Recently, news broke that a Portsmouth homeowner shot a burglar who had broken into his home. While the investigation is still underway, and neither the police nor the man have publicly commented on what happened that day, attorney Jarrett McCormack thinks that it will all come down to whether or not the homeowner felt threatened by the burglar. He further states that "you have a reasonable fear for your family or yourself" during an attempted robbery, so he finds it unlikely that criminal charges will be filed.
However, the fact remains that Virginia does not have a castle doctrine, or "defense of habitation law," that would permit a homeowner to use deadly force when defending their home. Such a law has been proposed, and defeated, multiple times in the state. Yet, it is also true that the burglar wasn't seriously or fatally hurt during the incident; while he did have to be taken to the hospital after the shooting, it has since been reported that he is doing fine. It is for this reason that McCormack finds it unlikely that any charges will be filed against the homeowner—as deadly force was not used.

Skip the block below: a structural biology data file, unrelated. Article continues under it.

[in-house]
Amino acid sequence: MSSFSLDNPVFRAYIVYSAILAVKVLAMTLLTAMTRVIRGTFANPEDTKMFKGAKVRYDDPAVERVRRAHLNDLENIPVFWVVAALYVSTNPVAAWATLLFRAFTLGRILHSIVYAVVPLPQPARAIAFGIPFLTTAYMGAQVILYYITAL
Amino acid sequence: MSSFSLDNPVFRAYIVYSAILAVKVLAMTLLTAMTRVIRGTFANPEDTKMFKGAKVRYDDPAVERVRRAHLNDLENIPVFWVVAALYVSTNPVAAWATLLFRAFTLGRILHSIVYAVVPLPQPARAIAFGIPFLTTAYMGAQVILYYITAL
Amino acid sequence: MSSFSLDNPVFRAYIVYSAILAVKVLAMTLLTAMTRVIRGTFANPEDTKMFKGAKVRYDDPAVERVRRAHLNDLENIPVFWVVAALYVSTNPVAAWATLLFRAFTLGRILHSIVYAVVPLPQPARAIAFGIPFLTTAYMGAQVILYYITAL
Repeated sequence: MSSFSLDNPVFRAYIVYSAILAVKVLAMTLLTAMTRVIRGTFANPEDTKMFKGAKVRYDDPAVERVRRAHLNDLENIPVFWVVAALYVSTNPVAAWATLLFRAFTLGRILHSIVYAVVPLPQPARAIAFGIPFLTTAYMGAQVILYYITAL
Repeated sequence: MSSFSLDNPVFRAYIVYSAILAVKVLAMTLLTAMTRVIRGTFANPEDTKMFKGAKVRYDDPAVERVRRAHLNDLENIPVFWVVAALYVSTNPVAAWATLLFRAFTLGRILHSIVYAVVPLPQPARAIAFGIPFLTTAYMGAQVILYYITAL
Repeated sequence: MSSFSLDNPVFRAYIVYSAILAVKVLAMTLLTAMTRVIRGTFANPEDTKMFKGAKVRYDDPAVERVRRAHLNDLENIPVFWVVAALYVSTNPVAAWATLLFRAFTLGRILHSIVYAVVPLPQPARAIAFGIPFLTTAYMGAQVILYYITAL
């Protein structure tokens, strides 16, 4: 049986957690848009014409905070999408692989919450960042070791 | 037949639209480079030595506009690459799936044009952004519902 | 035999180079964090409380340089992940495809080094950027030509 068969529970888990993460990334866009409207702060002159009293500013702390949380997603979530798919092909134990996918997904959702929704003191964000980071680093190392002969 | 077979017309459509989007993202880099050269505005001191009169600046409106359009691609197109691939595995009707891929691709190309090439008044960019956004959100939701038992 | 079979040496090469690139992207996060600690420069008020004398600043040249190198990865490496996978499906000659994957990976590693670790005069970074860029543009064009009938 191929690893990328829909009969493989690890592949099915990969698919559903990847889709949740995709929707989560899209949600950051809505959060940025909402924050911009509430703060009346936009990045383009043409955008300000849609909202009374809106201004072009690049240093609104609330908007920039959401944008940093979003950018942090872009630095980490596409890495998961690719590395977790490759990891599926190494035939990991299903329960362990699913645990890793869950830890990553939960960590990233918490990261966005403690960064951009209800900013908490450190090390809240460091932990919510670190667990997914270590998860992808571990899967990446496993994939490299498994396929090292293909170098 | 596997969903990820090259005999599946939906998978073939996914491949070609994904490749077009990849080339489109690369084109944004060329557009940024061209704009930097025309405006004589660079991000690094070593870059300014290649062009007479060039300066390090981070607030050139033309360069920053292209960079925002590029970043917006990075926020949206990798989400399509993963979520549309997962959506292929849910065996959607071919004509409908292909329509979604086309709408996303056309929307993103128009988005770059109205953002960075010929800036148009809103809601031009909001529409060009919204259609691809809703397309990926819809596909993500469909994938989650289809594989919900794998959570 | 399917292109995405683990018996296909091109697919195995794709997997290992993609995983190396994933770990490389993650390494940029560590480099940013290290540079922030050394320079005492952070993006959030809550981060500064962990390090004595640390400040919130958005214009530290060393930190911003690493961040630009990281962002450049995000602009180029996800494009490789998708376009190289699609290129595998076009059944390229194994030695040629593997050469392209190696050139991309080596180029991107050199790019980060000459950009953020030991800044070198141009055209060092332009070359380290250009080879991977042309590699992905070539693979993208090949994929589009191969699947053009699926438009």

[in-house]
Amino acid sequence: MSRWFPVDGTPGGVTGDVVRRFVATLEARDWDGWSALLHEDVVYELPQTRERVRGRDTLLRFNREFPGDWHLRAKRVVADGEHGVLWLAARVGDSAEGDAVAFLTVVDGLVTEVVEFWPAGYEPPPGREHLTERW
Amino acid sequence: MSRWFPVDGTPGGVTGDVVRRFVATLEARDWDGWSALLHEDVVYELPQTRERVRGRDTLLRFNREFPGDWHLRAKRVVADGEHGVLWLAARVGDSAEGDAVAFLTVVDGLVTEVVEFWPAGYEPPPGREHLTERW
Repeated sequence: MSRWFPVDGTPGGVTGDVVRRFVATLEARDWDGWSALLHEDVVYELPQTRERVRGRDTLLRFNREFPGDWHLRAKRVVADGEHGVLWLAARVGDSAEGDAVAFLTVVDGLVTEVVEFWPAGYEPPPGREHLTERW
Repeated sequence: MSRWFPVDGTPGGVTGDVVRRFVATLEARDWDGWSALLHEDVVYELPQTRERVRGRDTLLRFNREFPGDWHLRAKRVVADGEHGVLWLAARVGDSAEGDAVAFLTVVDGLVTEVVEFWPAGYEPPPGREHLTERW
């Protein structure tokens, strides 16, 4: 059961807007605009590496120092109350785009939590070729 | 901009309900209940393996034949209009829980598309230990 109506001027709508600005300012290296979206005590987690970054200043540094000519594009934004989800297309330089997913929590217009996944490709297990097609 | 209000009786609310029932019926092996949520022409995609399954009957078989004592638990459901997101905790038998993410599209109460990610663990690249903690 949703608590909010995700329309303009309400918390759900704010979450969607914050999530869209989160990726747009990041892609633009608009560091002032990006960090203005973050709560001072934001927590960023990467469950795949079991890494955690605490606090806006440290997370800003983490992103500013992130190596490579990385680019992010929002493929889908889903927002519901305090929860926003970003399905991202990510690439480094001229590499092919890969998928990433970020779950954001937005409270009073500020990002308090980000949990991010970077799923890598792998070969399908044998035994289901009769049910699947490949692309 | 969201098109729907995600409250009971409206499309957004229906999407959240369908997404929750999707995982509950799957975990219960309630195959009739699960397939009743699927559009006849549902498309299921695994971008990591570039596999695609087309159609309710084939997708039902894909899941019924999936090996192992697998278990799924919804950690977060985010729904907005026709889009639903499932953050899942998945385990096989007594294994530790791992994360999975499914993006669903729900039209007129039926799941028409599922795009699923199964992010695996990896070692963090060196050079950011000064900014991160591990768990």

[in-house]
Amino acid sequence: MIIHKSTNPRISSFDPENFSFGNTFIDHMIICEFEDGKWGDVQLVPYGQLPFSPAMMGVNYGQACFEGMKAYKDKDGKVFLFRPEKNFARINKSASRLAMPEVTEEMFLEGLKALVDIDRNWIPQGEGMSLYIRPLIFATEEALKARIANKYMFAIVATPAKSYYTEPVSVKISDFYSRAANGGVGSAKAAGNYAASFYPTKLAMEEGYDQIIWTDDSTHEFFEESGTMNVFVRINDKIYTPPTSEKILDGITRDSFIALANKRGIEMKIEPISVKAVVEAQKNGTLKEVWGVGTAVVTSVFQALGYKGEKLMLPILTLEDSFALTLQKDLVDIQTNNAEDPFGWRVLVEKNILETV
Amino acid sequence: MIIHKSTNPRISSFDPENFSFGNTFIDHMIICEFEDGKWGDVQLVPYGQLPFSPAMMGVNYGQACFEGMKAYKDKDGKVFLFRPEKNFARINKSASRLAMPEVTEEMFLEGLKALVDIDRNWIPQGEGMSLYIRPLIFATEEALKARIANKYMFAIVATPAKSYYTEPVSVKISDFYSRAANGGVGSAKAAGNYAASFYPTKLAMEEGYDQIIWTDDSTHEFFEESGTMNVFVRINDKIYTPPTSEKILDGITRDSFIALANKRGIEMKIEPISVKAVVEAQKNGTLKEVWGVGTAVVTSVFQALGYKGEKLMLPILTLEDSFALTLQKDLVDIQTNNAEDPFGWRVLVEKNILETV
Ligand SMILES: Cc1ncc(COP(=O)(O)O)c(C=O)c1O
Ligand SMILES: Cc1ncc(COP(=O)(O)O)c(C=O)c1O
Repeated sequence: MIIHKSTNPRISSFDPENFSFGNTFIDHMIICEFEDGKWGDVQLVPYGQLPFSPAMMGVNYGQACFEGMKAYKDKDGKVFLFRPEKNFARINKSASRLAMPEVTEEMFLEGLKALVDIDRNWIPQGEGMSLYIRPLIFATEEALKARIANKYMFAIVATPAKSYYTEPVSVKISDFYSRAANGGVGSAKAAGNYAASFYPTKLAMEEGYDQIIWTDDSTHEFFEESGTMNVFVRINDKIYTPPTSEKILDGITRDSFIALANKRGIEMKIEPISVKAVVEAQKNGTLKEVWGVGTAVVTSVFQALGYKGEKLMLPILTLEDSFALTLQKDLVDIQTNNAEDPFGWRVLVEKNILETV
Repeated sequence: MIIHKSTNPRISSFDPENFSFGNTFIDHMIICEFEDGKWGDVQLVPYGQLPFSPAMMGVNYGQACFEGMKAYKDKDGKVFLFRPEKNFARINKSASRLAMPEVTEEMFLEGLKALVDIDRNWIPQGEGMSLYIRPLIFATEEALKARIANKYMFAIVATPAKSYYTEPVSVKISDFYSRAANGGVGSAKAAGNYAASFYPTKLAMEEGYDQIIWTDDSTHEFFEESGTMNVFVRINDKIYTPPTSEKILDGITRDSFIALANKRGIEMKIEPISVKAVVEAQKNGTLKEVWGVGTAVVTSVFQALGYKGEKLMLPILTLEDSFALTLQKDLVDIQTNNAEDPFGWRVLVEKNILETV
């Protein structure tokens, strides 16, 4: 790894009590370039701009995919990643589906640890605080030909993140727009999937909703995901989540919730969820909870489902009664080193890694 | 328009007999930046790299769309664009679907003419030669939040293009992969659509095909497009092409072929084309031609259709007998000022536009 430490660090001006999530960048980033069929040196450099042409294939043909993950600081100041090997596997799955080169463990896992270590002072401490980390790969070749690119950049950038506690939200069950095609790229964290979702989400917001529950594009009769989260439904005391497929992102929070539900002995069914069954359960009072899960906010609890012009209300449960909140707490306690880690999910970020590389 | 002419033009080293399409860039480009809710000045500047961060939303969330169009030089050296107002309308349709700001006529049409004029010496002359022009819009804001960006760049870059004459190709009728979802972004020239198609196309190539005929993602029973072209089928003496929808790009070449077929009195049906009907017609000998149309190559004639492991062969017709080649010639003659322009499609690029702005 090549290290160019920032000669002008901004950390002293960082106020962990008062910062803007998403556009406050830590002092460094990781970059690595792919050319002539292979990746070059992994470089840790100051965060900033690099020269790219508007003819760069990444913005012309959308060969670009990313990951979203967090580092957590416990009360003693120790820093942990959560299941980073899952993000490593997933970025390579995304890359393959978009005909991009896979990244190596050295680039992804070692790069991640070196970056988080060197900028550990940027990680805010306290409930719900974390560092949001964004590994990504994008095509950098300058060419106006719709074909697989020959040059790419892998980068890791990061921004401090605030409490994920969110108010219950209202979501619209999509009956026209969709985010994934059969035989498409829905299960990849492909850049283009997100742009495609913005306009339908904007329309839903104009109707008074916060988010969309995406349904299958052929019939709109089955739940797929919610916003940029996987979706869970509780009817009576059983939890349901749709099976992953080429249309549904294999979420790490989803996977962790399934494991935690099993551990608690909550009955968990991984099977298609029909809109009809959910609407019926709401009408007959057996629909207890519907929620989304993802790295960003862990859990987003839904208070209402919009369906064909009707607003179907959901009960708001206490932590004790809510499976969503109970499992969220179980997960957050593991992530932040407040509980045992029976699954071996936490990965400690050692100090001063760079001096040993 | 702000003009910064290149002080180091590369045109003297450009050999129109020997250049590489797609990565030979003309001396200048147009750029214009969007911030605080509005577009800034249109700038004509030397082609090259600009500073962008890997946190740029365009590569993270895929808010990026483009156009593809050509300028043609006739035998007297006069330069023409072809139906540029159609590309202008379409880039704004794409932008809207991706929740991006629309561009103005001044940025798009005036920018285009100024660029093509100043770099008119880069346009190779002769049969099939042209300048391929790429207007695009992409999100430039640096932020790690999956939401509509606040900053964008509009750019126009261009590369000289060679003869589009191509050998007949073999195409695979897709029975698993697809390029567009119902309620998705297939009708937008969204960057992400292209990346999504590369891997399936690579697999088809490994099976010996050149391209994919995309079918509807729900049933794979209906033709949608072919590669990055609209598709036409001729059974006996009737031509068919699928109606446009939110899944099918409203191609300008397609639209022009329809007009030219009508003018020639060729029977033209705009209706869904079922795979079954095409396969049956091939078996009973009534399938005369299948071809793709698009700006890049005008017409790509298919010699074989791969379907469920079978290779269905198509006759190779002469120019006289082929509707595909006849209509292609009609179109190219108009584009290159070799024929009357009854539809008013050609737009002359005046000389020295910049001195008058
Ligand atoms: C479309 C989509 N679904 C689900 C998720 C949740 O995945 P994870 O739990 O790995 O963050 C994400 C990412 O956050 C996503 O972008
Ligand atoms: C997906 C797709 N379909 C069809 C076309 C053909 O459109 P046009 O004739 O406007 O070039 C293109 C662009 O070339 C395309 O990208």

"I think commonwealth attorneys often times shy away from it because when somebody breaks into a house, they're not the most sympathetic victim," states McCormack. The fact of the matter is that the man's home was burglarized at 3 A.M., and he found it necessary to defend himself and his family. The police investigation is still underway, however, so very few details have surfaced about how the burglar broke in, whether or not threats were made and/or what condition the burglar was in before he was shot. For this reason, it is still possible that criminal charges could be filed.
To learn more about this case, read the full story here.
by Jarrett McCormack